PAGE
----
She has edited critically acclaimed films like ‘Udaan’ and ‘Lootera’ which received immense love from the audience too; Dipika Kalra talks about what it takes to make that cut and tell a good story.

7 lessons that you have learned in your years of experience 

  •  Each film is a new experience and a lesson.
  •  No two directors are same.
  •  No two films are same.
  •  Your rushes are your tools. You have to make the best of it.
  •  You don’t have a choice of saying its not working. Our job is to make it work.
  •  The best edited films are ones in which the edit is not noticed.
  •  Never forget the Director’s vision and story

Essential qualities required to become an editor

  •  Be Patient –  It takes immense amount of patience to go through the footage and think and re think your possibilities. It’s not about how fast you are on a machine. That is just a tool and an added advantage if you    know the machines.
  •  Be Objective – As an editor you have to keep in mind the emotion and the story. The script and the rushes will tell you the pace of your film.
  •  Be Brutal – Don’t get carried away by your own cutting skills! If it does not work for the film, Throw it. Tell a good story.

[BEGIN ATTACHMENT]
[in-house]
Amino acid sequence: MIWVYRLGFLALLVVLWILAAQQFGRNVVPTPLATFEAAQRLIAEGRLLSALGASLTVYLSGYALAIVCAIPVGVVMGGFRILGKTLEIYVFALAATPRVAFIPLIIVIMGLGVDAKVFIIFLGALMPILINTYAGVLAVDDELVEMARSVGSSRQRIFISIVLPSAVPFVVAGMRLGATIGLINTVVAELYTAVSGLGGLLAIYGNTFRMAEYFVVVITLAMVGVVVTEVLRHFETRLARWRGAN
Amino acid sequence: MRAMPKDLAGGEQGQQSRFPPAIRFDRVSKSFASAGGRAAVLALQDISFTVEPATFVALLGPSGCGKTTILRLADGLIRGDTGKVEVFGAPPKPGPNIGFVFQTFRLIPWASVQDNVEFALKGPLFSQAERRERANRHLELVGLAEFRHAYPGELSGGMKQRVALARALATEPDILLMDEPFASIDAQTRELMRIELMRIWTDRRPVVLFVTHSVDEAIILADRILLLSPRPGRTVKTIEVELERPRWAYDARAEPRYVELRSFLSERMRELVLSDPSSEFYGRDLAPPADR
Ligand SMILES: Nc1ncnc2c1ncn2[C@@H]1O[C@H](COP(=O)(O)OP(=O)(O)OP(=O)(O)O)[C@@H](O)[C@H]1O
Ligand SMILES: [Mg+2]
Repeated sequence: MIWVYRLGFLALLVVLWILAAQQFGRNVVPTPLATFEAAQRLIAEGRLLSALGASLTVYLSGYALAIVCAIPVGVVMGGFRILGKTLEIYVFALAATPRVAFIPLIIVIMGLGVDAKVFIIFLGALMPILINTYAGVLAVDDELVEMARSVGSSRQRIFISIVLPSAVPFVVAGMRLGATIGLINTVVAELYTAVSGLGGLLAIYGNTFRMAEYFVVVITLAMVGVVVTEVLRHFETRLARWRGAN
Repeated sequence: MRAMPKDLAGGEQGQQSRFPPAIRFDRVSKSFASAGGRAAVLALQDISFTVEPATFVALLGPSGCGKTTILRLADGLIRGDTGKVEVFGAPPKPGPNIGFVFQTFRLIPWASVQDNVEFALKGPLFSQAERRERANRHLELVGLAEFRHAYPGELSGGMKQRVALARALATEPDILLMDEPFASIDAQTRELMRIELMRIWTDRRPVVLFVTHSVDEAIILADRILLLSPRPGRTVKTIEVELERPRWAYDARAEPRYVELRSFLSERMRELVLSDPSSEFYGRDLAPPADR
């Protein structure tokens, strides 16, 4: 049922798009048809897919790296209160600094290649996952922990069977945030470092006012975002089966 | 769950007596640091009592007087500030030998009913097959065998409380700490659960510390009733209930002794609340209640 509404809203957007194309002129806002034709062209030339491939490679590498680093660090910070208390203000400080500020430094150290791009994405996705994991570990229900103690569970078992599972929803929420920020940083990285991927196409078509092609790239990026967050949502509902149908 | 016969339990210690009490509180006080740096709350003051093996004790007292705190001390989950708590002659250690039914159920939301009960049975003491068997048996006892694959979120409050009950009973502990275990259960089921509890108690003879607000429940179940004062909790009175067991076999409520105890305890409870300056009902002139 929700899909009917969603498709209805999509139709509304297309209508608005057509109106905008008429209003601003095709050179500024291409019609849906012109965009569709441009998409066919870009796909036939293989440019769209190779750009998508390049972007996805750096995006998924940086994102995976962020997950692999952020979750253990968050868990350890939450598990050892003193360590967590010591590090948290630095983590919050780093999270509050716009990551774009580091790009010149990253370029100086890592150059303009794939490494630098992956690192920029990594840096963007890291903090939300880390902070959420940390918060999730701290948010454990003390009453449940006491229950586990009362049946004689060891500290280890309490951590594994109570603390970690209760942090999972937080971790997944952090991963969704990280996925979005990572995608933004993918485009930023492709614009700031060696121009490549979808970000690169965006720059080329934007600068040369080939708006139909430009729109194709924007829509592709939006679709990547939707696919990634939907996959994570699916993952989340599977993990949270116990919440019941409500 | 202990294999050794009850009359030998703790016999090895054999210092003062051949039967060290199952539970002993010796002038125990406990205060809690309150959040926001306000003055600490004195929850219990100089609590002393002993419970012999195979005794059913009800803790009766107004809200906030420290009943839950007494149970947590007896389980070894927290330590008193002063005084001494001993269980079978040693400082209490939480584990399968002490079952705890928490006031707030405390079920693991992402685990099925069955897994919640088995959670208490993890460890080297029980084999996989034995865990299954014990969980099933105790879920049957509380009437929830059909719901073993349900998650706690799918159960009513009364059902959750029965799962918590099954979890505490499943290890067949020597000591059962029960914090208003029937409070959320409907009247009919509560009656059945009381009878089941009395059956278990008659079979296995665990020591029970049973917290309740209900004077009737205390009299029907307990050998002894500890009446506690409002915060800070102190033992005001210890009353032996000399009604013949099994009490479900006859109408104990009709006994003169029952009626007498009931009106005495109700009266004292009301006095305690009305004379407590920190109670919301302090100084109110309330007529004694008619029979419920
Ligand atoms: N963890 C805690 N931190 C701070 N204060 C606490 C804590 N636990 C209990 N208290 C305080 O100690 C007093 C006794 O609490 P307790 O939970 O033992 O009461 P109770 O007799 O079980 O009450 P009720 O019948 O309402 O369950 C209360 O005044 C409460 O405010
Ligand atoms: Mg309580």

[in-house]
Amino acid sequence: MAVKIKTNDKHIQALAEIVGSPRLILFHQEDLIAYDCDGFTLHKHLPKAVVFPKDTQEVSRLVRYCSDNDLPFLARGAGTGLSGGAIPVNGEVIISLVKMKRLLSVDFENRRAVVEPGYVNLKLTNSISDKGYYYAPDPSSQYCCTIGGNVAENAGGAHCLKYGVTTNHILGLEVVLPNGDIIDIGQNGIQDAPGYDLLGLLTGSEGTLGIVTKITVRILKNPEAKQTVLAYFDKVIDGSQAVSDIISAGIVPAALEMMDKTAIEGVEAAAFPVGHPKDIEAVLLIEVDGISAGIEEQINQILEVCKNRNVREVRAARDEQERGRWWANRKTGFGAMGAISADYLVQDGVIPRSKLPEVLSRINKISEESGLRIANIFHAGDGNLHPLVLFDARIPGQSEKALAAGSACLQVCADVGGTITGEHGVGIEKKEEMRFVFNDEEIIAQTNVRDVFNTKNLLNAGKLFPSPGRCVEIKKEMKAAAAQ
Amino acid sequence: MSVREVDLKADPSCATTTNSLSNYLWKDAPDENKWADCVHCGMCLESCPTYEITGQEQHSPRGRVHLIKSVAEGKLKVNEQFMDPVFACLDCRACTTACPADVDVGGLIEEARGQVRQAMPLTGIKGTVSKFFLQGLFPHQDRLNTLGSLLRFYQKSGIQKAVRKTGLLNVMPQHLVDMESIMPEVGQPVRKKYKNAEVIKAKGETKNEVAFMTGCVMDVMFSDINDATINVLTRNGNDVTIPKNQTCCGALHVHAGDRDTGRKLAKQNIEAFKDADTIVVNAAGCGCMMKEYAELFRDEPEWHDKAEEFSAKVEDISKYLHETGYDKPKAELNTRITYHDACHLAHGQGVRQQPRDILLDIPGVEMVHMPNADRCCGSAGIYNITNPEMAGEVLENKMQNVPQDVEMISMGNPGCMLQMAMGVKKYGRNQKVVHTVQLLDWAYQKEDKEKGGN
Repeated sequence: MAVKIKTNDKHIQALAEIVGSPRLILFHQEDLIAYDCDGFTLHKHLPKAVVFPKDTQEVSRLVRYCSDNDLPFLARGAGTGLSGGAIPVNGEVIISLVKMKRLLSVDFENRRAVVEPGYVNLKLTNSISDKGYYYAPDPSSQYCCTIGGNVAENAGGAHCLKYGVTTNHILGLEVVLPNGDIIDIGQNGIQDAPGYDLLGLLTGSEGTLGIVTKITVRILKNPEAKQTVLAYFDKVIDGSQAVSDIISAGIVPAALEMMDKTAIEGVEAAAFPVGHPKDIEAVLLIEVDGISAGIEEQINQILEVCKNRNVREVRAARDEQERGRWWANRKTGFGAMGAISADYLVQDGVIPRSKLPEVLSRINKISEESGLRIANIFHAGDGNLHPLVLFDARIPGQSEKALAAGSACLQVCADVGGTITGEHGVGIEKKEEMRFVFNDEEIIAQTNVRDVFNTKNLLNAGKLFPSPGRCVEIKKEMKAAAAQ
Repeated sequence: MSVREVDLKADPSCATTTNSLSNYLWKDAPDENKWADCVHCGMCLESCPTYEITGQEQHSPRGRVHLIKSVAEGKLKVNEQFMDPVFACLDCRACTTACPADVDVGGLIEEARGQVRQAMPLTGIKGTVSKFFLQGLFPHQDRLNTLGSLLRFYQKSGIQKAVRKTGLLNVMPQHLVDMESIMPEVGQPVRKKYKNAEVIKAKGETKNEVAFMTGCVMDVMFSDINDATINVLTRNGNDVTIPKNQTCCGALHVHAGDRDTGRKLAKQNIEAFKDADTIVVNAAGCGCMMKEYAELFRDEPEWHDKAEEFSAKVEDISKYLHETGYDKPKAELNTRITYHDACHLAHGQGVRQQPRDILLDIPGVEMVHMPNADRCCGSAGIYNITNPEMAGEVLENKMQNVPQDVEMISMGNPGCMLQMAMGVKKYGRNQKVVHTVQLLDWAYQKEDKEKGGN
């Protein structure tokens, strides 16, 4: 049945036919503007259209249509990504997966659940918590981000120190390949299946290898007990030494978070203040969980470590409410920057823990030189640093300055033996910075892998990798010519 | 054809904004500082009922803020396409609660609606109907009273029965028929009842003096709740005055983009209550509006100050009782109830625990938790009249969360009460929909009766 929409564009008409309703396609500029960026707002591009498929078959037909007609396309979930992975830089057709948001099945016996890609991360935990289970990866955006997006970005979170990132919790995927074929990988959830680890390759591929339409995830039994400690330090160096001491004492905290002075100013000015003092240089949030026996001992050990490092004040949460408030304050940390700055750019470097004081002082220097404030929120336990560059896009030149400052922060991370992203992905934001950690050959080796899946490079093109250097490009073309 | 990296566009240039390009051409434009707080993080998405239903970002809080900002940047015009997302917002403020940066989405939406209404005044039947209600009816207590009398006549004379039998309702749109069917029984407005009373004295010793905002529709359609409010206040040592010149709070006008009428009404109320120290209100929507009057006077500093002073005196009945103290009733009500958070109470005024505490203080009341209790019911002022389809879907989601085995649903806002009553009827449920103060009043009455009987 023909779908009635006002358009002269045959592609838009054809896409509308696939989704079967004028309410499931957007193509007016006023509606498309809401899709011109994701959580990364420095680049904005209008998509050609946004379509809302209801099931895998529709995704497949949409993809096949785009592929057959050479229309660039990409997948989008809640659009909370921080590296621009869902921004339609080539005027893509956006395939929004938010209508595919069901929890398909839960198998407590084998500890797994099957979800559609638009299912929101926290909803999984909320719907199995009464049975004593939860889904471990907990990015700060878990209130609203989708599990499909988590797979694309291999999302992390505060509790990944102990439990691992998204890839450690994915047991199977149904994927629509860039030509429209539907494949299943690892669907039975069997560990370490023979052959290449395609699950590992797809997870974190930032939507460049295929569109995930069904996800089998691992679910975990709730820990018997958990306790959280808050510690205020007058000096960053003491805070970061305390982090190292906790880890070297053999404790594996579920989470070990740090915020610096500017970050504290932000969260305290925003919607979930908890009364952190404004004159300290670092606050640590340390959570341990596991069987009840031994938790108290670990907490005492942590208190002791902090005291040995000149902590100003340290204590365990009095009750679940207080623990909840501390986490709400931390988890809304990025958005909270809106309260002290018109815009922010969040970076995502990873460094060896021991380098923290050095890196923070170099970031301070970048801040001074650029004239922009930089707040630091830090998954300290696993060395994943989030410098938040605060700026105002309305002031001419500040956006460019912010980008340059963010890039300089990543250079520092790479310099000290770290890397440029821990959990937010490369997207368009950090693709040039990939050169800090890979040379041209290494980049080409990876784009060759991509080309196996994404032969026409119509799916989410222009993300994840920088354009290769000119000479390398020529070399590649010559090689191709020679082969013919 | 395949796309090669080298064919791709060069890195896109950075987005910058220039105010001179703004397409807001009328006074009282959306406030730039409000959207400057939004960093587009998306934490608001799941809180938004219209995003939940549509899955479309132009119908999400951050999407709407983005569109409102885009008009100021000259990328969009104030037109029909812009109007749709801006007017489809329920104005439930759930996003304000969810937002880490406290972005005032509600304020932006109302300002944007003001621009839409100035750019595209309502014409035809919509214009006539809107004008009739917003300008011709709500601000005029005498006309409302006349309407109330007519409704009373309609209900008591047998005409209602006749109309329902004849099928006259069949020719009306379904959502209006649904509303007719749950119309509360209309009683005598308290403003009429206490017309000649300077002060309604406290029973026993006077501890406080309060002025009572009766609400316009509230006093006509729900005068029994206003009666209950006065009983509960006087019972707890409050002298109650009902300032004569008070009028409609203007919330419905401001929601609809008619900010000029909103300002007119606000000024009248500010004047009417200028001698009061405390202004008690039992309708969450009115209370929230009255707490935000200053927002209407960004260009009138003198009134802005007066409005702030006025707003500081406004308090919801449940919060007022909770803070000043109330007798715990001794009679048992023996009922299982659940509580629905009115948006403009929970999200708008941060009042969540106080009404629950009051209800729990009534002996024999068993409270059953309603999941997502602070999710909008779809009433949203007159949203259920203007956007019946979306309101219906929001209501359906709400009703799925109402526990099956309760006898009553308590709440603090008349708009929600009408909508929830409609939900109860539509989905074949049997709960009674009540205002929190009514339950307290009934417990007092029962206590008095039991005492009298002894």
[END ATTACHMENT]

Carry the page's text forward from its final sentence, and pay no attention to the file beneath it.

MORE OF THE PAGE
Favourite editors 

As cliched as it gets

  • Renu Saluja (Masoom, Jaane bhi do Yaaron, Parinda)
  • Sally Menke (Kill Bill, Pulp Fiction, Reservoir Dogs)
  • Walter Murch (English Patient, Conversation)
  • Thelma Schoonmaker (Wood Stock, The Aviator, The Departed)
  • Jon Harris (Snatch, Lockstock & Two smoking Barrels)

6 films that, according to you, are very well edited and should be seen by every filmmaker and why?

  •  ‘The Shining’ by Stanley Kubrick – The best horror story ever told.
  •  ‘Hiroshima Mon Amour’ by Alain Resnais – A beautiful blend of Edit and Sound.  This film must be watched silent and with sound to understand what edit and sound do to a film.
  •  ‘Breathless’ by Jean-Luc Godard –  A revolution in film making.
  •  ‘The English Patient’ by Anthony Minghella – Beautifully structured film.
  •  ‘In the mood for love’ by Wong Kar Wai – This film shows how it is not just about fast cutting but creating an emotion.
  •  ‘Masoom’ by Shekar Kapoor – This is an absolute gem that I love. Simple narrative but the emotions have been caught so beautifully.

Although I studied in FTII, I don’t think formal education like a film school is mandatory. Watching films, Reading books and practicing editing is more important. The more we edit the more we understand film making.  As a student I was lucky to have a variety of exercises to work on – studying and re-editing scenes from old films, workshops with senior editors and student projects. And of course we had a whole library of films and books at our disposal.